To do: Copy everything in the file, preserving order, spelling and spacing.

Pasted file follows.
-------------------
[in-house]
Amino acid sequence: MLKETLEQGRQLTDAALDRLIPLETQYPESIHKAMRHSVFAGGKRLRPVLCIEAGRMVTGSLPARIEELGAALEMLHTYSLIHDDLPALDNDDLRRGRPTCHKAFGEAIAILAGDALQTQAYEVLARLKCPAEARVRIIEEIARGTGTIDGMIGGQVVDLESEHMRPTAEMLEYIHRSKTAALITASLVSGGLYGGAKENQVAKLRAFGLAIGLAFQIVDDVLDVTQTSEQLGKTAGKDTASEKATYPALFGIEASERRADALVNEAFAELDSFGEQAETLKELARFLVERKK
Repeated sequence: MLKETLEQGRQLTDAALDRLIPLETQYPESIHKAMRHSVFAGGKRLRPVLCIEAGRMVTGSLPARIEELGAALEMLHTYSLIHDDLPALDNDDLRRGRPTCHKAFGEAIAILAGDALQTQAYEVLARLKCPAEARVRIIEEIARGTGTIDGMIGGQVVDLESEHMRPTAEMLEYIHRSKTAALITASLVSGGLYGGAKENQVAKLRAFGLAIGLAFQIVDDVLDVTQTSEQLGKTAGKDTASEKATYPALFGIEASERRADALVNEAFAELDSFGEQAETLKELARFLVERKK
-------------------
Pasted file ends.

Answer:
[in-house]
Amino acid sequence: MLKETLEQGRQLTDAALDRLIPLETQYPESIHKAMRHSVFAGGKRLRPVLCIEAGRMVTGSLPARIEELGAALEMLHTYSLIHDDLPALDNDDLRRGRPTCHKAFGEAIAILAGDALQTQAYEVLARLKCPAEARVRIIEEIARGTGTIDGMIGGQVVDLESEHMRPTAEMLEYIHRSKTAALITASLVSGGLYGGAKENQVAKLRAFGLAIGLAFQIVDDVLDVTQTSEQLGKTAGKDTASEKATYPALFGIEASERRADALVNEAFAELDSFGEQAETLKELARFLVERKK
Repeated sequence: MLKETLEQGRQLTDAALDRLIPLETQYPESIHKAMRHSVFAGGKRLRPVLCIEAGRMVTGSLPARIEELGAALEMLHTYSLIHDDLPALDNDDLRRGRPTCHKAFGEAIAILAGDALQTQAYEVLARLKCPAEARVRIIEEIARGTGTIDGMIGGQVVDLESEHMRPTAEMLEYIHRSKTAALITASLVSGGLYGGAKENQVAKLRAFGLAIGLAFQIVDDVLDVTQTSEQLGKTAGKDTASEKATYPALFGIEASERRADALVNEAFAELDSFGEQAETLKELARFLVERKK